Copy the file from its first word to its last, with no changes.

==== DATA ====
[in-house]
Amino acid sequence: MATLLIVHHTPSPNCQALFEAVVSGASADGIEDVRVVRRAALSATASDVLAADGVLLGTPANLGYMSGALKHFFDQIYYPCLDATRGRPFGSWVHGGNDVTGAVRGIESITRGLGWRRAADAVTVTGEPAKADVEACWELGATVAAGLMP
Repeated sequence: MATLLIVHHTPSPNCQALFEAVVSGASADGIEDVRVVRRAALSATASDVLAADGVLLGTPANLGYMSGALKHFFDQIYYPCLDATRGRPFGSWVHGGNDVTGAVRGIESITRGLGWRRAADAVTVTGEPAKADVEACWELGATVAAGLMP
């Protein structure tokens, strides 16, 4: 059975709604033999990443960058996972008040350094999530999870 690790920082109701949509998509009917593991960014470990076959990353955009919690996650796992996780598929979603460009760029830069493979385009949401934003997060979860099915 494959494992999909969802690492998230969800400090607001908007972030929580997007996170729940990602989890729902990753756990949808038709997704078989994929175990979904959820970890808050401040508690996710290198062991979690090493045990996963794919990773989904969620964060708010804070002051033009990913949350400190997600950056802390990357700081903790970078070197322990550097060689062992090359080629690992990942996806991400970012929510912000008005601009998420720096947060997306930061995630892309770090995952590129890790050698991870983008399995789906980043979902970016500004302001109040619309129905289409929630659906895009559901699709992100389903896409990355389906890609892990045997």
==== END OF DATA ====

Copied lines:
[in-house]
Amino acid sequence: MATLLIVHHTPSPNCQALFEAVVSGASADGIEDVRVVRRAALSATASDVLAADGVLLGTPANLGYMSGALKHFFDQIYYPCLDATRGRPFGSWVHGGNDVTGAVRGIESITRGLGWRRAADAVTVTGEPAKADVEACWELGATVAAGLMP
Repeated sequence: MATLLIVHHTPSPNCQALFEAVVSGASADGIEDVRVVRRAALSATASDVLAADGVLLGTPANLGYMSGALKHFFDQIYYPCLDATRGRPFGSWVHGGNDVTGAVRGIESITRGLGWRRAADAVTVTGEPAKADVEACWELGATVAAGLMP
């Protein structure tokens, strides 16, 4: 059975709604033999990443960058996972008040350094999530999870 690790920082109701949509998509009917593991960014470990076959990353955009919690996650796992996780598929979603460009760029830069493979385009949401934003997060979860099915 494959494992999909969802690492998230969800400090607001908007972030929580997007996170729940990602989890729902990753756990949808038709997704078989994929175990979904959820970890808050401040508690996710290198062991979690090493045990996963794919990773989904969620964060708010804070002051033009990913949350400190997600950056802390990357700081903790970078070197322990550097060689062992090359080629690992990942996806991400970012929510912000008005601009998420720096947060997306930061995630892309770090995952590129890790050698991870983008399995789906980043979902970016500004302001109040619309129905289409929630659906895009559901699709992100389903896409990355389906890609892990045997």